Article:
— Rob Friedman (@PitchingNinja) March 26, 2021
The slider offers a similar look to his curveball which can be seen here.
They come out of the hand in roughly the same spot, have similar velocity while having slightly different movement profiles, which can make it tough to hit. Starting with his curveball, as I mentioned he sacrificed the drop on the pitch to get more horizontal movement. His 8:45 spin direction represents that approach. He has a 62% active spin rate on the pitch, which is within the standard range of a curveball that we’d expect. The way his slider moves, it might be recommended to get more drops on his curveball; it’s an issue that I wrote about with Dustin May here.
The difference, though, is Peralta has a lot of success with his curveball moving like that, all the more reason to keep it. His slider has a similar spin direction and offers above-average drop but below-average horizontal movement; opposite of his curveball, but it’s because he’s trying to get the pitches to play off of each other more. If he’s going to throw his slider more this year, which I believe he should if it’s moving as we’ve seen throughout spring training, then he should try to get a pitch that has a lot of downward movement.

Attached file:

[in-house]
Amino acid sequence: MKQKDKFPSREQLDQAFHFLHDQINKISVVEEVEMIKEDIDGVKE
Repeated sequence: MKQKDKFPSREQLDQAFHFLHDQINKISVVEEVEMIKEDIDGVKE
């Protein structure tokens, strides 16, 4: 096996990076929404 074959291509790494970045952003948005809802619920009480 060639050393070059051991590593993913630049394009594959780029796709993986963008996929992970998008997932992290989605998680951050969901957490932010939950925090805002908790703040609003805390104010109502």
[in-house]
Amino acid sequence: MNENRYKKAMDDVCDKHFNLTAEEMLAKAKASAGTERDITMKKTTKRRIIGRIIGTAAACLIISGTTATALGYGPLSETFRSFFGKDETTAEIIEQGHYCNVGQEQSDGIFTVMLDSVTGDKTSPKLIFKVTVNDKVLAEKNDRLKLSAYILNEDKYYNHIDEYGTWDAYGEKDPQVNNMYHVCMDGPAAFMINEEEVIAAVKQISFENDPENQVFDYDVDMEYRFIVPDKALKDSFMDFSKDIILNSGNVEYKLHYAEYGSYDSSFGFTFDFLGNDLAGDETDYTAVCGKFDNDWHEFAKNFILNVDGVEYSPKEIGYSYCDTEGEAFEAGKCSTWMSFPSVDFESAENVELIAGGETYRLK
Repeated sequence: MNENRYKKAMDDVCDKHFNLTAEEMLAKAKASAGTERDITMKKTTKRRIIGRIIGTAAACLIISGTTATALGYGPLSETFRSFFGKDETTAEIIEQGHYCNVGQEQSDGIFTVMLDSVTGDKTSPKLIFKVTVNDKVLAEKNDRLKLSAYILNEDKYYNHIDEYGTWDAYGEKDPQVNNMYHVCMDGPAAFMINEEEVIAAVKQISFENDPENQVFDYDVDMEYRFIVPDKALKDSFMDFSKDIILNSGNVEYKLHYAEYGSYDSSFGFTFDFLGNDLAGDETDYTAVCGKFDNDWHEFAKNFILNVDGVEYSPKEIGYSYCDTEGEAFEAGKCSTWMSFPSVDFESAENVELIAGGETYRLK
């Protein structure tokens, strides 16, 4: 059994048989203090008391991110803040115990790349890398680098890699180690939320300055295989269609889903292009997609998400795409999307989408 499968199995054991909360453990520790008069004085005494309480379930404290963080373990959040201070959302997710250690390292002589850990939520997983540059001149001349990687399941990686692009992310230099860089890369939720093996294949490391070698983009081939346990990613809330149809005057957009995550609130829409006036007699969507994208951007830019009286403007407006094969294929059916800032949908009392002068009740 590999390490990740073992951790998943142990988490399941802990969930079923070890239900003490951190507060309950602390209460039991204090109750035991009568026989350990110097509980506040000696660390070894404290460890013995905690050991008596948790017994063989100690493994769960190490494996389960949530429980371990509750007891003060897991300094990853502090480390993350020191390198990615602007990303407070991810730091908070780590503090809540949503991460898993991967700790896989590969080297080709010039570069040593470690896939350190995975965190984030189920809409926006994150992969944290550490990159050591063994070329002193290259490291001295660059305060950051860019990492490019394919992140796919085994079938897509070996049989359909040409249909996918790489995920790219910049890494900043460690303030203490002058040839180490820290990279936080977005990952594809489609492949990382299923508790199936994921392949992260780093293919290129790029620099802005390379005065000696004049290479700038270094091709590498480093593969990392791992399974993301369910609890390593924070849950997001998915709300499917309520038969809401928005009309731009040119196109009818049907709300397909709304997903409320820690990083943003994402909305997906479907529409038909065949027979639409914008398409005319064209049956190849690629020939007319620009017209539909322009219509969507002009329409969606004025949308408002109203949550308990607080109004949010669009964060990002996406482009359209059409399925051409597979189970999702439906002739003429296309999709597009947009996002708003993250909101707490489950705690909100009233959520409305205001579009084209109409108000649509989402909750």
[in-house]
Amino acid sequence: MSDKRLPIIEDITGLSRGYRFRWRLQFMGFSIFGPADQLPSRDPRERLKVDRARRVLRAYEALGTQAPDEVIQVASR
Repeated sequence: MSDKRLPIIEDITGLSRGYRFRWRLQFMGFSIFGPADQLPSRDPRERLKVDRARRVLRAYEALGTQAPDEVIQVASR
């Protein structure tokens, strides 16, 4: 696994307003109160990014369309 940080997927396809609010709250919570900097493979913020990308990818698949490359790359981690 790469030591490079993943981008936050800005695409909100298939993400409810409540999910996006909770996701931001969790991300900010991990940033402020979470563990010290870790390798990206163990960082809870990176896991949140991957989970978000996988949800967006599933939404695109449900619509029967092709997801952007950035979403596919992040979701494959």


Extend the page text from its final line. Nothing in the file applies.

I think Peralta should bring back his changeup. The pitch never registered an unreal whiff rate or has any real statistical reason to throw it more often, but it would be a good opportunity to give hitters multiple different looks. Peralta’s fastball has good enough active spin to create good rise on the ball, and developing a change-up to play off that pitch would make Peralta even better. Like I’ve said in the past, though, when it comes to pitch design, we don’t need to overthink things. If Peralta has success with an increased slider usage, then there’s no reason to develop a fourth pitch beyond that if he doesn’t want to.
I think Peralta is primed for a big year because of the success of his slider this spring and his curveball in 2020. I know some are worried about the possibility of his command faltering as he works later into games, a valid concern given the track record, but the Brewers are a well-positioned team to overcome any of those potential issues. Another reason to buy into Peralta this year, he won’t be asked to be their ace. Potential Cy Young dark horses Brandon Woodruff and Corbin Burnes will be in front of him in the rotation. It’s a lot easier for a young pitcher to pitch well when they aren’t asked to take a leading role early in their career. Peralta has all the stuff to succeed as a starter, if he can continue to increase his chase rate, lower his walk rate, and get more balls on the ground, then Freddy Peralta is here to stay and dominate the NL Central.
Photo by Dan Sanger/Icon Sportswire | Adapted by Doug Carlin (@Bdougals on Twitter)